This is an uncomfortable passage for me to deal with right now, when my wife is having to deal with severe pain. She wrote me this morning that the pain feels worse than it was before the surgery, but she doesn’t remember that exactly the same thing happened after she had her first back surgery 3 ½ years ago. Her surgeon is supposed to be back from Canada today, but the devil is telling her he won’t be in to see her until Monday. Whether or not that’s the case, she needs to release everything to God and trust Him. That’s easy for me to say, when I’m not the one in pain! With a wedding this afternoon I won’t be able to go see her today, (the hospital is over an hour away by car) so my challenge is to help her feel loved and encouraged long distance. I can’t do that on my own, but going back to this passage, I can do it through the One who strengthens me.

Father, thank You that Your grace is unchanging, and that it is indeed sufficient. Help Cathy and me receive that grace in the abundance with which You supply it, so that we may grow as You intend and so be the children You desire, for Your glory. Thank You. Praise God!

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Peace; May 17, 2019

Philippians 4:6-7 Do not be anxious about anything, but in everything, by prayer and petition, with thanksgiving, present your requests to God. And the peace of God, which transcends all understanding, will guard your hearts and your minds in Christ Jesus.

I have these two verses memorized in both languages to the point they seem like clichés, but they are still incredibly powerful. The problem is in the follow-through, actually doing this in faith and receiving the peace that is available to God’s children. That’s where the rubber hits the road, as the saying goes. We are back to James’ very blunt, and yet essential, comment: “Do not merely listen to the word, and so deceive yourselves. Do what it says.” (James 1:22) The difficulty here comes in actually releasing things to God. Our viewpoint is so low that we can’t see over the next mole hill, or even around the next pebble in the road. That’s why God pointed out to Isaiah, “As the heavens are higher than the earth, so are my ways higher than your ways and my thoughts than your thoughts.” (Isaiah 55:9) God’s viewpoint is high enough that He can see the end from the beginning, so He’s not worried. The problem is in our believing that as more than just an intellectual proposition. We have to really trust God for this promise to be operative in our lives, so these two verses are an effective gauge of our faith.

Cathy and I are in a full-on practicum in this matter right now. God has told me personally to rest, relax, and rejoice, but when things pile up (from my viewpoint, anyway) it can be very hard to do that. Cathy is in the even more difficult position of dealing with physical pain that is at times very intense. She has no idea how long this situation is going to continue, nor what the outcome will be. Both of us are what many people consider mature Christians, but we are being reminded that we are all infants before our heavenly Father. I am seeing that Cathy is being used powerfully to bless various people in that hospital, but I don’t see why she has to endure so much pain in the process. As I just told her over the phone, I’m not used to crying while I’m praying in tongues, but I was doing that in my desire for her to be relieved of her pain. We are being shown that this is spiritual warfare, manifested in various physical things as well. We have got to remember that “In all these things we are more than conquerors through him who loved us.” (Romans 8:37) The road can be very hard indeed, but in Christ, the destination is sure.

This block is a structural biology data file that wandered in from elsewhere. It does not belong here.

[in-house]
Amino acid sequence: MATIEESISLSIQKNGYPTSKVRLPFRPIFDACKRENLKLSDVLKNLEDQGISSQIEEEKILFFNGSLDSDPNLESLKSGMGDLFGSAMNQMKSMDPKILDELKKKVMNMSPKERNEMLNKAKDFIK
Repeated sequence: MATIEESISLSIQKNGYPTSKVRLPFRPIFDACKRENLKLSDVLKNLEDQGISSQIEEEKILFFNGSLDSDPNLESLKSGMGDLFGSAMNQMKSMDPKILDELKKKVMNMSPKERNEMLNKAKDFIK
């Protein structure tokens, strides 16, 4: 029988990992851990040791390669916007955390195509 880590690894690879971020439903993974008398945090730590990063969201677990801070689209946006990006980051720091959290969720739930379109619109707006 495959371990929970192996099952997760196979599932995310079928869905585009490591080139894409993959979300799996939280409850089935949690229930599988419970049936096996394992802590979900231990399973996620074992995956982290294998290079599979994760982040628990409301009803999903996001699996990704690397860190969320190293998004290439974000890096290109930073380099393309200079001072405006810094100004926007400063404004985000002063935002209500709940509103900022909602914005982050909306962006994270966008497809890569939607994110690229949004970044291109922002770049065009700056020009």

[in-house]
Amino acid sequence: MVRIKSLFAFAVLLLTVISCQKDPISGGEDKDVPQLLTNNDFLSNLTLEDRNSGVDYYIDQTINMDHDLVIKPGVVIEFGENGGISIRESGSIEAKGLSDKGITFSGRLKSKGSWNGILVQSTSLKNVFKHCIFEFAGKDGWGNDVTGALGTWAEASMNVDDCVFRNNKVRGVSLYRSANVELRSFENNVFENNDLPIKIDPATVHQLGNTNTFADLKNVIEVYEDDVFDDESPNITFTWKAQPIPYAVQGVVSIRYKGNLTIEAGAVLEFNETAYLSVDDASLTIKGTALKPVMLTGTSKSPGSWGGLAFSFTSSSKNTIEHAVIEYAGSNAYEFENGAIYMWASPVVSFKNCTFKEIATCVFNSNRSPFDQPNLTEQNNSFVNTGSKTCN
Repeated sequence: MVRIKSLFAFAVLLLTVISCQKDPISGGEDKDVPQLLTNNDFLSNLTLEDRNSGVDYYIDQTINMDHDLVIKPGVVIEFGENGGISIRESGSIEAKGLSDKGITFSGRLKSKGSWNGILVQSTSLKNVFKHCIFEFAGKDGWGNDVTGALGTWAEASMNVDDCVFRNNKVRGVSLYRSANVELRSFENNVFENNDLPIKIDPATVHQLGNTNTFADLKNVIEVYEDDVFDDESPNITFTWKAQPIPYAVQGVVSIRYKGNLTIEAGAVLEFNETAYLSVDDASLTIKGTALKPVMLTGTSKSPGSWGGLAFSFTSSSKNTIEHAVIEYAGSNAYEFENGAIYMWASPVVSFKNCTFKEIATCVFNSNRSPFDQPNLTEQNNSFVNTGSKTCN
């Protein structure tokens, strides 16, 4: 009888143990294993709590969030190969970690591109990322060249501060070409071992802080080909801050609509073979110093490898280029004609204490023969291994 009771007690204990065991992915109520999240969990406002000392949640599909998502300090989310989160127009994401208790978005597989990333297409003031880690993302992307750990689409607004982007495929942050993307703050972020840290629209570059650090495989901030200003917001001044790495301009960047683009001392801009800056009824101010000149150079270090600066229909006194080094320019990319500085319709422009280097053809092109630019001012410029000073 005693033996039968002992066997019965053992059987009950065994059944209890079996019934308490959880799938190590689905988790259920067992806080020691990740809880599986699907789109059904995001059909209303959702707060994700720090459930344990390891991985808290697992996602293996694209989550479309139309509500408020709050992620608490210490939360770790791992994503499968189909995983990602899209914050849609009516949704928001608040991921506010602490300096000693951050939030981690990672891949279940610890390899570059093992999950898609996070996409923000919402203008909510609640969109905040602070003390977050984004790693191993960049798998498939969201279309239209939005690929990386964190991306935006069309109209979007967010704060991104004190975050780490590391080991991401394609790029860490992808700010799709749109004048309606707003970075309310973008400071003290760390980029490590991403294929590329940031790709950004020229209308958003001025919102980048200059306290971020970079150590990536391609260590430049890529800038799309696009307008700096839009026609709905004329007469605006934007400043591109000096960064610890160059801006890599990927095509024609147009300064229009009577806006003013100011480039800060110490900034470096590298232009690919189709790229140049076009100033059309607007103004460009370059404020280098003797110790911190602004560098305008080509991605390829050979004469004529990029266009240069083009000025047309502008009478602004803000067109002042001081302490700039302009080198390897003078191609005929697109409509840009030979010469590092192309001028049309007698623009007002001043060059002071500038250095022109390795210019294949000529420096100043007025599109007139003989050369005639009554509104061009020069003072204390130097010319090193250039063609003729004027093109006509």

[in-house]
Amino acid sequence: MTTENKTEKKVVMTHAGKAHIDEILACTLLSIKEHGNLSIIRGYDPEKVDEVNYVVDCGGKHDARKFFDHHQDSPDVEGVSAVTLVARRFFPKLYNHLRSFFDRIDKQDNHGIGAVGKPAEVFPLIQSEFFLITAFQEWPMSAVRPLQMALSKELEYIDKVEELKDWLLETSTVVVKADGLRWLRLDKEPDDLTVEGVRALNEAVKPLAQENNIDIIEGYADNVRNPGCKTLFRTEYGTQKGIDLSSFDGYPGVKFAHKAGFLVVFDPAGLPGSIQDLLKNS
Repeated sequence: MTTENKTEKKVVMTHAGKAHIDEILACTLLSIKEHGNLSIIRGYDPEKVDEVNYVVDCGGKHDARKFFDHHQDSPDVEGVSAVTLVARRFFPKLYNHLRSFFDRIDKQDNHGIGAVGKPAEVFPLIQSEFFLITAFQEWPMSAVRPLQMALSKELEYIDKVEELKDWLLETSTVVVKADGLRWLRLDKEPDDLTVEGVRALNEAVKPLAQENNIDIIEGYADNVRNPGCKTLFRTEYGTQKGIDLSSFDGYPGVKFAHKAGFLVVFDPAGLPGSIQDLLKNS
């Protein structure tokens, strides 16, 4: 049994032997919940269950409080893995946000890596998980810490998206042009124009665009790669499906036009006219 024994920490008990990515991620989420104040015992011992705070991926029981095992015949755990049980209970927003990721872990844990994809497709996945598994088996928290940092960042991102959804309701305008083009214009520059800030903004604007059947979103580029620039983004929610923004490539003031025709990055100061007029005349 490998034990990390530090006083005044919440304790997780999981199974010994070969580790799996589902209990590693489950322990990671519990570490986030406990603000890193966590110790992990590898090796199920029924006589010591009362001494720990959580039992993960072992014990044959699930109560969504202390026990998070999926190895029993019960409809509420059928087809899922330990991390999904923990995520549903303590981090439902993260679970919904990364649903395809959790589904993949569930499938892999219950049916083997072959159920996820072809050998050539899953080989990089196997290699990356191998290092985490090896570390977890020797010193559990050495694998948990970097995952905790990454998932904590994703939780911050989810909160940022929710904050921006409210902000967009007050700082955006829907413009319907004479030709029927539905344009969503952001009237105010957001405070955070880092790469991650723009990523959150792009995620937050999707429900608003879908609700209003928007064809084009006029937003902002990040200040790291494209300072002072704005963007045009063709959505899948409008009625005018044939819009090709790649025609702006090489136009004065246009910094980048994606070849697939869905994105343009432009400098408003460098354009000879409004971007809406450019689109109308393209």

Father, thank You for the peace that I do feel right now, just as Paul wrote to the Philippians. It’s much nicer than I was feeling half an hour ago! I pray that peace for Cathy right now too. I ask that You enable her to communicate accurately with the nurses and with everyone else. I pray that Your peace would indeed guard her heart and her mind, right now and each day and each moment to come, so that she may be effective in standing against the devil, not only for herself but also for the various patients with whom You’ve already connected her, for their salvation and Your glory. Thank You. Hallelujah!

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Focus; May 16, 2019

Philippians 3:18-19 For, as I have often told you before and now tell you again even with tears, many live as enemies of the cross of Christ. Their destiny is destruction, their god is their stomach, and their glory is in their shame. Their mind is set on earthly things.

I do not enjoy writing on passages like this, because they are heart-breaking. As Paul himself says here, thinking about such things brings tears to the eyes. Tragically, the situation is no better today than it was in the 1st Century. Where the NIV says “stomach,” the Japanese is a little broader with “appetite/desire.” How many church members today live governed by their physical bodies/desires? To be blunt, obesity is a national epidemic in the US, with others becoming obsessed with “health foods” and the like in reaction. Neither side of that is “seeking first God’s kingdom and His righteousness.” (Matthew 6:33) Then there are those who are consumed with, and so define themselves by, sexuality. As Paul says here, their glory is their shame. It all boils down to the last sentence: “Their mind is set on earthly things.” We all get distracted from time to time by earthly things, but our focus must be on Christ and His kingdom. We tend to think of Jesus’ statement in Matthew as simply relating to provision, when actually it is defining a lifestyle. This isn’t about “being so heavenly minded you’re no earthly good,” it’s about living every moment in the kingdom of God, serving our Lord even as we are on this earth. We are accountable for our stewardship of all that is in our hands, which includes not only our finances but also our bodies and our dreams. We tend to think of stewardship strictly in terms of tithing! We are to be active as agents of Christ and His kingdom, His Lordship. To do that, we’ve got to keep our connection to our Lord as our absolute first priority.